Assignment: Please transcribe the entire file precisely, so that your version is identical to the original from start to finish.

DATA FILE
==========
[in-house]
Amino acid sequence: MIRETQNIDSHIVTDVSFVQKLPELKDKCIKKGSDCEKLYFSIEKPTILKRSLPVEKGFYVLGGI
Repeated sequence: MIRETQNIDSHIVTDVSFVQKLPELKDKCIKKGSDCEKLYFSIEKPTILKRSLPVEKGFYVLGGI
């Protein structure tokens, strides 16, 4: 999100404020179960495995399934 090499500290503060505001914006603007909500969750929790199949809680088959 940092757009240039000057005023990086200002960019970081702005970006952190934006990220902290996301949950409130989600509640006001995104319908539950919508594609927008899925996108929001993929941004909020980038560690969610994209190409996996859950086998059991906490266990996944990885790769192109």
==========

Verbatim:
[in-house]
Amino acid sequence: MIRETQNIDSHIVTDVSFVQKLPELKDKCIKKGSDCEKLYFSIEKPTILKRSLPVEKGFYVLGGI
Repeated sequence: MIRETQNIDSHIVTDVSFVQKLPELKDKCIKKGSDCEKLYFSIEKPTILKRSLPVEKGFYVLGGI
């Protein structure tokens, strides 16, 4: 999100404020179960495995399934 090499500290503060505001914006603007909500969750929790199949809680088959 940092757009240039000057005023990086200002960019970081702005970006952190934006990220902290996301949950409130989600509640006001995104319908539950919508594609927008899925996108929001993929941004909020980038560690969610994209190409996996859950086998059991906490266990996944990885790769192109």